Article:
SRV Records, or service records, are DNS records meant for various domain services. An SRV record typically defines a symbolic name and the transport protocol used as part of the domain name, and defines the priority, weight, port and target for the service in the record content.

An SRV record has the form: _service._proto.Name TTL class SRV priority weight port target

Where each field means the following:

Service – defines the symbolic service name. These always begin with underscore symbol.

Protocol – defines protocol name, common values are _tcp and _udp.

Priority – lower numbers mean higher priority in the range of 0-65535.

Weight – used when more than one service is listed with the same priority. If you have two SRV records with 0 (zero) priority but one of them has the weight of 1, and the other has the weight of 4 – the record with weight four will be delivered four times out of 5 by nameservers. The range of weight values is 0-65535.

Port – defines a port number that delivers the service on the target server. You can use, for example, port 2000 instead of more common port 80.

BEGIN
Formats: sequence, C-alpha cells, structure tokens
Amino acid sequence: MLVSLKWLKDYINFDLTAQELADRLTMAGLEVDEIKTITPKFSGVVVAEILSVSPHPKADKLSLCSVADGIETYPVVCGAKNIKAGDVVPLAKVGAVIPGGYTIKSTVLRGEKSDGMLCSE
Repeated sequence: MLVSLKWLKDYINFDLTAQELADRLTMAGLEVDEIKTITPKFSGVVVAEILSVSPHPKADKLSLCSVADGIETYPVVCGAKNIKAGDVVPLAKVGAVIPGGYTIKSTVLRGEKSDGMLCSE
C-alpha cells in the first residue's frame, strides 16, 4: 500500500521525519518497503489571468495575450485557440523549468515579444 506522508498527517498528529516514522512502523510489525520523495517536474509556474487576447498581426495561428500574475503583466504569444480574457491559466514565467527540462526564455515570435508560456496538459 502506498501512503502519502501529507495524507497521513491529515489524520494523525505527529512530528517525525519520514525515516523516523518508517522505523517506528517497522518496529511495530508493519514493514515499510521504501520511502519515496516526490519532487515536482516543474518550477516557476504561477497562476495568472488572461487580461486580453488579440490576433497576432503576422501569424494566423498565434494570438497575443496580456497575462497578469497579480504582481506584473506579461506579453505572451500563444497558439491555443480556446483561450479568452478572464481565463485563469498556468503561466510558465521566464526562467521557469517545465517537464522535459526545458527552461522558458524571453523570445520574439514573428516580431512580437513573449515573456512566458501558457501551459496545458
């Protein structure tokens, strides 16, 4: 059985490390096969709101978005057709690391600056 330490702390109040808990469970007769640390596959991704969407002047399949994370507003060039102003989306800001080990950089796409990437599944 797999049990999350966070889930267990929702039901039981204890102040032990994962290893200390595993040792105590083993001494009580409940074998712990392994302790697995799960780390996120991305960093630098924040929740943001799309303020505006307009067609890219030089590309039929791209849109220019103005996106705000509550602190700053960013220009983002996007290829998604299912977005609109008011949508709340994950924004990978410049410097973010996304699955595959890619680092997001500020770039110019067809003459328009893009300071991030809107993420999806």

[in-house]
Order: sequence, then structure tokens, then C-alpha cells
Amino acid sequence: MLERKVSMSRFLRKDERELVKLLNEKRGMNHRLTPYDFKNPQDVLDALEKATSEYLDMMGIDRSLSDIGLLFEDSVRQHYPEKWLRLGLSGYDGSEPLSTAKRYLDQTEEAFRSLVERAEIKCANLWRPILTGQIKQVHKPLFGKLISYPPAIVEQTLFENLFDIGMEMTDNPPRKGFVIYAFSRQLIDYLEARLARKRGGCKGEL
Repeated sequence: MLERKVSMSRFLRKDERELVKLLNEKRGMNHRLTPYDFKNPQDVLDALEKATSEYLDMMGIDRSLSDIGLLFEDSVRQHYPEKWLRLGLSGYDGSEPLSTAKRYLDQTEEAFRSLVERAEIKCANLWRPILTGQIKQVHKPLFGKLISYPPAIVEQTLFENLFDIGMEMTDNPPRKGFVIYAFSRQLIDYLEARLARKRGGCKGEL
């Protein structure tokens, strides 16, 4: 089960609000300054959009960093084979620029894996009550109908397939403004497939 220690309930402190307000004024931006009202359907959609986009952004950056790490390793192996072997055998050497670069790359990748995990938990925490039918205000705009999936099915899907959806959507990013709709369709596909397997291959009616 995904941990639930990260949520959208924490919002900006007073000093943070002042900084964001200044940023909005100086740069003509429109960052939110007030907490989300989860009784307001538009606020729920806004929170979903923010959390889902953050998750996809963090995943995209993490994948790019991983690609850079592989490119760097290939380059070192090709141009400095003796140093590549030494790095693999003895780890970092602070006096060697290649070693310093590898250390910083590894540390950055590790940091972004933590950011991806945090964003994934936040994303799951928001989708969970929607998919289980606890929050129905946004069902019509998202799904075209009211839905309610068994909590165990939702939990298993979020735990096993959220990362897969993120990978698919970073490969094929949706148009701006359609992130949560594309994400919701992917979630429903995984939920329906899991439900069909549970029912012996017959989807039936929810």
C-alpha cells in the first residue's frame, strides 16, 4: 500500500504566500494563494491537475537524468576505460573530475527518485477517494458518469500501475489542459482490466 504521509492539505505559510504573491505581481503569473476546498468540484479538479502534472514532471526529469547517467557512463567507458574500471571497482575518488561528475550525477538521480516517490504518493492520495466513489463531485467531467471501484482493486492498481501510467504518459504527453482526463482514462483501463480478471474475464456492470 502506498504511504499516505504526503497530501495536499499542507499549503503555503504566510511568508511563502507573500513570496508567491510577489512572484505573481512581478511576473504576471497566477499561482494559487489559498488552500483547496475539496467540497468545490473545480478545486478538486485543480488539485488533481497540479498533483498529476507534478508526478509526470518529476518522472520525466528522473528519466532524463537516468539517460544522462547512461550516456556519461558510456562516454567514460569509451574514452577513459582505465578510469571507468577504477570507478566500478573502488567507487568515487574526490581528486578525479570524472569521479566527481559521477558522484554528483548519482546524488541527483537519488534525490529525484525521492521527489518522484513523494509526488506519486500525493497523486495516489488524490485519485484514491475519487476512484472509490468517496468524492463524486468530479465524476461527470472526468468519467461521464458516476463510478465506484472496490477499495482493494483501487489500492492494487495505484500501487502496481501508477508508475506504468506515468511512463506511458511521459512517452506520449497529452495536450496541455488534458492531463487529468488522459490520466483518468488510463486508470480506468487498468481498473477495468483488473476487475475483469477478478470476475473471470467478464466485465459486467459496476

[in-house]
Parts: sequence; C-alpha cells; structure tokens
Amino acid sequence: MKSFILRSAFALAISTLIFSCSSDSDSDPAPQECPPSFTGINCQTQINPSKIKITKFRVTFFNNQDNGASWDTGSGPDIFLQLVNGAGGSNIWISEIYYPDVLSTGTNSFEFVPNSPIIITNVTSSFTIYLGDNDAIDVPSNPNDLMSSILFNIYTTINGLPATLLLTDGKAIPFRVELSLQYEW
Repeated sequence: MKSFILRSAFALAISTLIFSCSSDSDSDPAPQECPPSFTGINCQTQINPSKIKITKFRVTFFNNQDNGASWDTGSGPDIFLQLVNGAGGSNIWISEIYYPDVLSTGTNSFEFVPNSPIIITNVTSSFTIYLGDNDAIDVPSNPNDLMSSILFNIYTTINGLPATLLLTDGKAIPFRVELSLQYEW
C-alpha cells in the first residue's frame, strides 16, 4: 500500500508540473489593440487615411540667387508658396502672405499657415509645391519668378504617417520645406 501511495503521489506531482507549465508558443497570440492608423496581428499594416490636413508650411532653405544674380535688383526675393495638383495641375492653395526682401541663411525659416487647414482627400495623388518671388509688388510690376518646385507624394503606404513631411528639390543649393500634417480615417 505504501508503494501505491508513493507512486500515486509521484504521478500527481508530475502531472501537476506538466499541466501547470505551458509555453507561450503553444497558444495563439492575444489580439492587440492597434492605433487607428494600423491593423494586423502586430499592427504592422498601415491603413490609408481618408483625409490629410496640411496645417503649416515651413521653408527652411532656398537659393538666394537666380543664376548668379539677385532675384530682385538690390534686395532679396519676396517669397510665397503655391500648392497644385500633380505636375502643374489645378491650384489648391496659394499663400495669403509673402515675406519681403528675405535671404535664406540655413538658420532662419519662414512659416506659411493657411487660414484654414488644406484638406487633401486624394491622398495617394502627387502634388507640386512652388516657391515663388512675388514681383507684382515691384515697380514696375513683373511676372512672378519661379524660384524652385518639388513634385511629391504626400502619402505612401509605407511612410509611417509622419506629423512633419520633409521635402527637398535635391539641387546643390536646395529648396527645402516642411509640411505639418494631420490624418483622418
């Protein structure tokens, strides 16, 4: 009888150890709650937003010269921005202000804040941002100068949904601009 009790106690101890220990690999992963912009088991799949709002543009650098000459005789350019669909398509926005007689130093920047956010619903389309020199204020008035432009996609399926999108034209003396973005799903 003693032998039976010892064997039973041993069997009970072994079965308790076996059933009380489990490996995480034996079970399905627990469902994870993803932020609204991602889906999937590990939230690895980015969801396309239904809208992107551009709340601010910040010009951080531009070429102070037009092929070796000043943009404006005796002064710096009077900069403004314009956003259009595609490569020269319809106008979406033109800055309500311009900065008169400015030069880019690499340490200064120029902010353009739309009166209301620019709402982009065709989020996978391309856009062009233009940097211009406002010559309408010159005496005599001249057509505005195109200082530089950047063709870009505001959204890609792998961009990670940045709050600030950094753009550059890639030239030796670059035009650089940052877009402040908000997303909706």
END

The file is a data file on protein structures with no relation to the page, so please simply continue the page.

Host – defines the external domain for the target.

Target – Specifies the name of the host that will provide the service and requires a proper A or AAAA record. If the ‘Host’ entry is omitted, the target is considered as internal. A value of ‘.’ on the target blocks a service on your host.

TTL – time-to-live value which defines how long the caching nameservers should cache your SRV record before querying your DNS server for the new value again.

An example SRV record in textual form that might be found in a zone file might be the following:

_sip._tcp.example.com. 86400 IN SRV 0 5 5060 sipserver.example.com.

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